I’ve spent the last year running around not listening to that truth inside myself, losing sight of my journey without even noticing. It’s a lot like the time in first year at UVic when I was walking back to my room in residence after a class. I had my nose in a novel as I was walking, totally absorbed in my book, when I suddenly looked up and found myself completely enmeshed in a hedge by the student union building. There was absolutely no clear path in or out. I had no idea how I got in there in the first place, but it was a real hassle (not to mention embarrassing) clawing my way back out. (That is a true story, by the way, but fortunately, I left no witnesses.) Well, I’ve recently looked up and found myself in the middle of another hedge.

Because I just really like being comfortable, and I don’t like things to be hard, and I got kind of lazy, I buried myself in a novel (both metaphorical and literal, actually). And in doing so, I stopped listening to that voice of wisdom inside myself and got lost in the hedge. So I’ve been really uncomfortable but haven’t wanted to accept responsibility for my own actions or feelings. I haven’t written anything lately because I’ve been all a-muddle and unfocused and convinced myself that it was because no one would understand my great spiritual journey. One step forward, two steps back.

Inevitably, being so conflicted in myself has led to the expression of that conflict within my relationship. It is far too easy to lash out at the person closest to me, and if I’ve avoided responsibility for my feelings by conjuring up the ol’ fear of judgement with the rest of you, it’s been doubly bad for my partner. Of course, there are two of us and therefore two sides to every conflict, etc. I have thought a lot about the idea of personal relationships being mirrors, where we see ourselves reflected in another person (not just in partnership, but any relationship). In fact, I think that is the point of most relationships – to see ourselves reflected and to learn from each other. It is not surprising that those reflections will sometimes bring us conflict, when we’re challenged by what we see, and other times great love and joy. We get what we bring. I am so glad to have a partner who believes, as I do, that by allowing ourselves to express both love and conflict, and by continuing to face those reflections even when they’re uncomfortable, we can transform ourselves and our relationship into something more and more beautiful.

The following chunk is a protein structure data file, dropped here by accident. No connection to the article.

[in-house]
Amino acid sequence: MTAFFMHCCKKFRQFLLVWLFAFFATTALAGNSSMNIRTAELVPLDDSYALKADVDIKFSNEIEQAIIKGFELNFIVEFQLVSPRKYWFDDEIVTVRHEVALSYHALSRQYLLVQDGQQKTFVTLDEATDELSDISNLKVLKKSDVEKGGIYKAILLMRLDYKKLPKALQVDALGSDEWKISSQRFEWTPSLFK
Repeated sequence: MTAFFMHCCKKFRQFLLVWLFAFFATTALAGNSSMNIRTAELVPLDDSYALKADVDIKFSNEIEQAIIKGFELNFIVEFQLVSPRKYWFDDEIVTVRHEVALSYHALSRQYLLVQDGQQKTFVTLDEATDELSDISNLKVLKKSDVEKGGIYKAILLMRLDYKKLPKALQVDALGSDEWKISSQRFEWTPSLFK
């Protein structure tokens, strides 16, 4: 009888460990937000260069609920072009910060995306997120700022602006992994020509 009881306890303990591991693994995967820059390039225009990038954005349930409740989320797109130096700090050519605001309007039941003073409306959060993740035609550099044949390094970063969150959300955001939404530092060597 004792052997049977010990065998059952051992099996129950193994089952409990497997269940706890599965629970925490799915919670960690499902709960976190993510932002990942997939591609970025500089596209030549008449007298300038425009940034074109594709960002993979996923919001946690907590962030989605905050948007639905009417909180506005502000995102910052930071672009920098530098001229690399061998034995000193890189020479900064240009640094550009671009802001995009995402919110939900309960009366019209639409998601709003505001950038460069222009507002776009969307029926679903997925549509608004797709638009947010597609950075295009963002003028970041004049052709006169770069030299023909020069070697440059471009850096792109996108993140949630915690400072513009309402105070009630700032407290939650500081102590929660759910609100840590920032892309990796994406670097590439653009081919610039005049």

So now I find myself back where I started from in January 2010. I am starting yet another new chapter. I have a new backpack, a new sleeping bag, a new lightweight cook set. I have a renewed commitment to my partner and a renewed sense of purpose. I have a (hopefully) resuscitated blog.

This time, we are going to South America. We are starting in Colombia and working our way south from there. We have no return ticket booked. We don’t know how long we’ll be gone, or what we’ll see or do when we get there. But we do know that we both have changes to make in our lives and in our relationship, and we want to do that work together. We choose to travel, to learn about ourselves by experiencing other cultures, to grow as individuals and as partners by participating in and building peaceful, sustainable, spiritual communities. We choose to express our commitment to social and environmental activism and global harmony by “being the change we want to see in the world.” We choose to express our activism through our belief in spiritual interconnectedness – by becoming positive, vibrant, loving, compassionate beings, we will create a world that reflects those qualities. In these choices, we are not so different after all.